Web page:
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Separating the Company from the Individual

By Hunter Street and Gai Lynn McCarthy Email By Hunter Street and Gai Lynn McCarthy
September 2015
Separating the Company from the Individual

One of the main reasons people choose to form a company is because it gives its owners, managers, directors, and officers limited liability from the debts and expenses of the business. Companies are legal entities and are supposed to be separate and apart from their owners. Companies can own assets, enter into contracts, and are liable for their own debts. So if a company cannot pay its bills, a creditor may only go after the company’s assets. However, unless you are careful about how your company is run, this may not always be the case.

Signing up for Company Debts: There are several reasons that an owner may choose to take personal responsibility for company obligations. If your company is small or a startup, most lenders and landlords will require the owners to co-sign or personally guarantee any business loan or long term lease. Voluntarily agreeing is probably the easiest way to become personally liable for your company’s obligations.

A second, indirect way, is to pledge your personal assets as collateral for a business loan. Often the majority owner of a company will take a second mortgage on their home to get a line of credit for their business. This is often requested if your company does not have sufficient assets to collateralize the loan.

Taxes, Lottery and Other Traps: Certain obligations attach to individual owners or officers either by law or regulation. Under the Internal Revenue Code (IRC) § 6672, an owner may be responsible for failing to pay the IRS various taxes, especially those that are considered to be held in trust by the company, such as payroll taxes. If you have the authority to sign checks, or the authority to hire and fire employees then you may be deemed a “responsible party” for purposes of the IRC and potentially liable for 100% of the unpaid taxes. This responsibility is an individual liability even if you hire someone to handle taxes, such as a bookkeeper or CPA.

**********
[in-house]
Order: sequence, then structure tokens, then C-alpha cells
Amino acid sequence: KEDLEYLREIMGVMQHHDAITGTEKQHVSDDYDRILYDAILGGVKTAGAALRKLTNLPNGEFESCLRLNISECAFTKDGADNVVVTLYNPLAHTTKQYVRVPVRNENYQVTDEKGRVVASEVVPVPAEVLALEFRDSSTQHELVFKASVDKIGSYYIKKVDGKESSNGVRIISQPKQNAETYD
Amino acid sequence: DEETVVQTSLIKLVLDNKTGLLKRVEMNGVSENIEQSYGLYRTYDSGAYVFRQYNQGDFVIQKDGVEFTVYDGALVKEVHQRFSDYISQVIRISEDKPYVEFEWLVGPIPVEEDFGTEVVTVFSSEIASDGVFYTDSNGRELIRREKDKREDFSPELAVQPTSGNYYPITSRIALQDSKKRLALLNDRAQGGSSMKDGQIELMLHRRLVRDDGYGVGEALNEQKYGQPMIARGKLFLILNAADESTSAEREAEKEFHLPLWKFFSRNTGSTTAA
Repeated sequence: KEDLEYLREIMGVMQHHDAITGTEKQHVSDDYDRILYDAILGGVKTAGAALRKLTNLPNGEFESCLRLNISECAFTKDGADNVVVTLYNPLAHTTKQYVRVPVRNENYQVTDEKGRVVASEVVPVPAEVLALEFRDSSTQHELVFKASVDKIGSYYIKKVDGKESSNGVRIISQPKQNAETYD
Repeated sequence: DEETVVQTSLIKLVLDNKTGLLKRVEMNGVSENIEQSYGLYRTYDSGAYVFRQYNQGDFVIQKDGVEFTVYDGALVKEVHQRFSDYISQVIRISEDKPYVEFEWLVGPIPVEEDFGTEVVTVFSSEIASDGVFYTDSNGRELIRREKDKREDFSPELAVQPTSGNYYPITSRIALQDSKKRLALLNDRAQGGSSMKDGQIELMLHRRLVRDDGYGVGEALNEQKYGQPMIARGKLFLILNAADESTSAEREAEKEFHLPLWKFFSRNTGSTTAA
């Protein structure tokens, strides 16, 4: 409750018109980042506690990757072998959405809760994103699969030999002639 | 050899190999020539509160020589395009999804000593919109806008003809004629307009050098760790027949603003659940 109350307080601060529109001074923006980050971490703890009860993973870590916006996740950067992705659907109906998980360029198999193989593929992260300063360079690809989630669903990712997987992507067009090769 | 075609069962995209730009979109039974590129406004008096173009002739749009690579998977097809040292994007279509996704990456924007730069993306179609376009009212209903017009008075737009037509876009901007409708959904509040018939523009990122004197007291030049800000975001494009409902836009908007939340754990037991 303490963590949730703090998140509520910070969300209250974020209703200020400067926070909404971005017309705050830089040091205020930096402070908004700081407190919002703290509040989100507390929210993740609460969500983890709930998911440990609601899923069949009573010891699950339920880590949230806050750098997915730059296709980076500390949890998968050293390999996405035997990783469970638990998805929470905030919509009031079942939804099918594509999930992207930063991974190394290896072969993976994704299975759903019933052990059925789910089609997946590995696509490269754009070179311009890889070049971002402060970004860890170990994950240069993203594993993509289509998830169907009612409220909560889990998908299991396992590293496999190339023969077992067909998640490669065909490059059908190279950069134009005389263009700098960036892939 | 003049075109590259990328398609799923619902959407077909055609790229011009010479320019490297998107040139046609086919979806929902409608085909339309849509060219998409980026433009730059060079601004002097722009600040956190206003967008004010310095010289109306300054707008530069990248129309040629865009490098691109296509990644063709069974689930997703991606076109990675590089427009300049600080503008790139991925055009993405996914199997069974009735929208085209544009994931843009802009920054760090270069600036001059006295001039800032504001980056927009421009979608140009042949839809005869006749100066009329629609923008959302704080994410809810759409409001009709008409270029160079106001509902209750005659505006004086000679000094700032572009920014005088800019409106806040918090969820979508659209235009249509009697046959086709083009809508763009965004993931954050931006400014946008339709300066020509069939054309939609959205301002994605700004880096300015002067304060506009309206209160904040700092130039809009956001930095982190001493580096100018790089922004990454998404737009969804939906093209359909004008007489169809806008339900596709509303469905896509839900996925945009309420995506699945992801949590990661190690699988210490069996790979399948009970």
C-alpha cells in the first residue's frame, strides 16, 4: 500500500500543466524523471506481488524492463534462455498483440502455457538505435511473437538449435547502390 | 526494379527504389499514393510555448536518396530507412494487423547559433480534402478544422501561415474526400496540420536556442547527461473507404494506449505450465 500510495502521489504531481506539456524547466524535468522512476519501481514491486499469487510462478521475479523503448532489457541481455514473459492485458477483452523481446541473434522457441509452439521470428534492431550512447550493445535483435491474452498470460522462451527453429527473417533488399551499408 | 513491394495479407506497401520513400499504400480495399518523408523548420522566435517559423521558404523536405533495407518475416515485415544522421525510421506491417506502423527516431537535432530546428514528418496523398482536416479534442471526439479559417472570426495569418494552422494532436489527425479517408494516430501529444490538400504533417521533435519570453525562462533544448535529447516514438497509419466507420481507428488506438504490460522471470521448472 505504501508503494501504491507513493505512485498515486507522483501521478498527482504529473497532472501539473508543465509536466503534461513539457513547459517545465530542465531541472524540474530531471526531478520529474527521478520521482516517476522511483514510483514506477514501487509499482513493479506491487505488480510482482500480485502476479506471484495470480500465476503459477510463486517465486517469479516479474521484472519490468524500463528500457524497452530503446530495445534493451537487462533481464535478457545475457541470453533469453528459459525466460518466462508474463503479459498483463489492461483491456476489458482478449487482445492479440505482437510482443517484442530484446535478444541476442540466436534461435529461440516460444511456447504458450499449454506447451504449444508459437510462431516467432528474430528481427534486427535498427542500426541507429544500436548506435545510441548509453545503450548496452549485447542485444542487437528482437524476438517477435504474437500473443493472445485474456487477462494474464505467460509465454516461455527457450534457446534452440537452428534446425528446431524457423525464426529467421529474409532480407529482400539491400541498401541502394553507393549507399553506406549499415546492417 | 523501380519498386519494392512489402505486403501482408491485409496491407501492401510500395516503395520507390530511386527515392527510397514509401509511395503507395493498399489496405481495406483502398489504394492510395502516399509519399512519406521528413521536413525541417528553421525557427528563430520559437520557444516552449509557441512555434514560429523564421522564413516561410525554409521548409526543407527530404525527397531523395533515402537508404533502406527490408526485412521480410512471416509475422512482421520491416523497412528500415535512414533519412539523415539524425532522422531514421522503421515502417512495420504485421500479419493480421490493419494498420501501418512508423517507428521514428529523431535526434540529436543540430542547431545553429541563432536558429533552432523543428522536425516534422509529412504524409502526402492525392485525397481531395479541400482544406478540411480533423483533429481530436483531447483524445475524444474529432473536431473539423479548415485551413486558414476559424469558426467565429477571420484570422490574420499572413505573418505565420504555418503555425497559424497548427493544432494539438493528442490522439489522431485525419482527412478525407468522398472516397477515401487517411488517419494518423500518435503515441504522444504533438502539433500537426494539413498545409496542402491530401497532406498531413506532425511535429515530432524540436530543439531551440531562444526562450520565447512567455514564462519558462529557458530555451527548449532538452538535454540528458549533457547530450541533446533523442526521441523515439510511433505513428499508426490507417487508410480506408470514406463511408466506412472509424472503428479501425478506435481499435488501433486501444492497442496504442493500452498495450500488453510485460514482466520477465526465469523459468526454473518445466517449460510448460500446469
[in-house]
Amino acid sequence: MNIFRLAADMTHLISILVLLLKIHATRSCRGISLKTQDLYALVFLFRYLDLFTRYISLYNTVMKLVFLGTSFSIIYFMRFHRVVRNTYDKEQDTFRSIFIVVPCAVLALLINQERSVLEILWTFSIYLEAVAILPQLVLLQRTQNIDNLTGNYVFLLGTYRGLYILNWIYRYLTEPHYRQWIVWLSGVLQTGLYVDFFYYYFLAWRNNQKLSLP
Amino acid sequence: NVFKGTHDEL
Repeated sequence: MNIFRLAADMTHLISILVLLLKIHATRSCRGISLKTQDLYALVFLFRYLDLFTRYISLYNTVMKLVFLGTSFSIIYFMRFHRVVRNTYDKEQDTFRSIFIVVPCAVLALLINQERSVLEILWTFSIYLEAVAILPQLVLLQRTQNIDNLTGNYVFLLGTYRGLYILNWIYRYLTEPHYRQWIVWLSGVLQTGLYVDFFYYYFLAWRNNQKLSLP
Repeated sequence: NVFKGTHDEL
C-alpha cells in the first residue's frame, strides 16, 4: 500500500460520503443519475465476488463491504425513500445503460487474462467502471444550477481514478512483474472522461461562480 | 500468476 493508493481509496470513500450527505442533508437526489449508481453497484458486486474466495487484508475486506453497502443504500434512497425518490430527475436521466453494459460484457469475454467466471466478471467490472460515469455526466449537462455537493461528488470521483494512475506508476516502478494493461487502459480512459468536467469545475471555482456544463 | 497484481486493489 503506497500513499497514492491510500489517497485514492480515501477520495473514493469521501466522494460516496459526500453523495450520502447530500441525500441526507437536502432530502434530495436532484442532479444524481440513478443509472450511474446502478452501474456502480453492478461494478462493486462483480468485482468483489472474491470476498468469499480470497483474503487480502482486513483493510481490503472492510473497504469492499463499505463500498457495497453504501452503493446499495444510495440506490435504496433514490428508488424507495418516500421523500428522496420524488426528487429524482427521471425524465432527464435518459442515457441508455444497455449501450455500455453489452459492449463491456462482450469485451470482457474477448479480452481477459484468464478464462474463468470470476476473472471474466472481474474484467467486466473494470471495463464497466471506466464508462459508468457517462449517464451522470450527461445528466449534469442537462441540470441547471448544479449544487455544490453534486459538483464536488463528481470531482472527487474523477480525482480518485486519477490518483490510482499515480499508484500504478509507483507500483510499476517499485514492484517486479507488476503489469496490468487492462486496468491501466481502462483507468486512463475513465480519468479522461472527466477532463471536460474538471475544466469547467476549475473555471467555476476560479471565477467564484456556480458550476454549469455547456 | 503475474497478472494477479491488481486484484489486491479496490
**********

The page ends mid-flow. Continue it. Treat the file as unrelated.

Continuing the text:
Another example of a company liability that can attach to an individual are certain programs that treat an owner as a fiduciary over funds. The sale of Georgia lottery tickets is an example of such an obligation. The Georgia Lottery Education Act, and most likely the contract you signed, establishes a fiduciary duty to the Georgia Lottery, and failure to hand over the funds collected from lottery ticket sales creates personal liability for the business owner. These debts may have to be paid even if the owner declares personal bankruptcy.

Involuntary Liability for Company Debts: Even if you haven’t voluntarily guaranteed a loan or pledged your personal assets, a creditor may hold you liable for your company’s obligations if you didn’t run the company as a separate operation. This is known as piercing the corporate veil. This most often occurs when the company was merely a “shell” and, for all practical purposes the owners used company funds as their personal bank account.

This is a highly fact-specific area of the law, and is determined on a case-by-case basis, but the ones you should be most aware of include whether you followed corporate formalities, whether you commingled personal and company funds, or used company funds to satisfy personal obligations, and whether you sufficiently capitalized your company upon formation. Following corporate formalities, such as holding annual meetings and keeping meeting minutes, are the easiest to accomplish. Although it may seem unimportant, these formalities make your business more legitimate if it is under scrutiny.

Also, if you intentionally misrepresent or knowingly conceal an important fact to a creditor, you may become personally responsible for the damage caused to the creditor.

What Can Happen? Unfortunately, a high percentage of companies fail. If your company fails and you have not maintained the requirements of operating the company as a separate and distinct entity, some of the debts that would have been the responsibility of the company can be attributed to the owners. If the owner decides to file for bankruptcy as a result of the closed business, some of these debts will not be discharged and the owner will be required to make the payments.

The importance of keeping a business entity separate from its individual owners, managers, and officers cannot be overstated, otherwise you risk your home, your savings, and personal property.

Business Insights Business Insights is hosted by the Law Firm of Kumar, Prabhu, Patel & Banerjee, LLC (KPPB).

Hunter Street is of counsel to KPPB Law and is a business, real estate, and corporate lawyer.
Gai Lynn McCarthy is of counsel to KPPB Law and is a bankruptcy lawyer.

Disclaimer: This article is for general information purposes only, and does not constitute legal, tax, or other professional advice.

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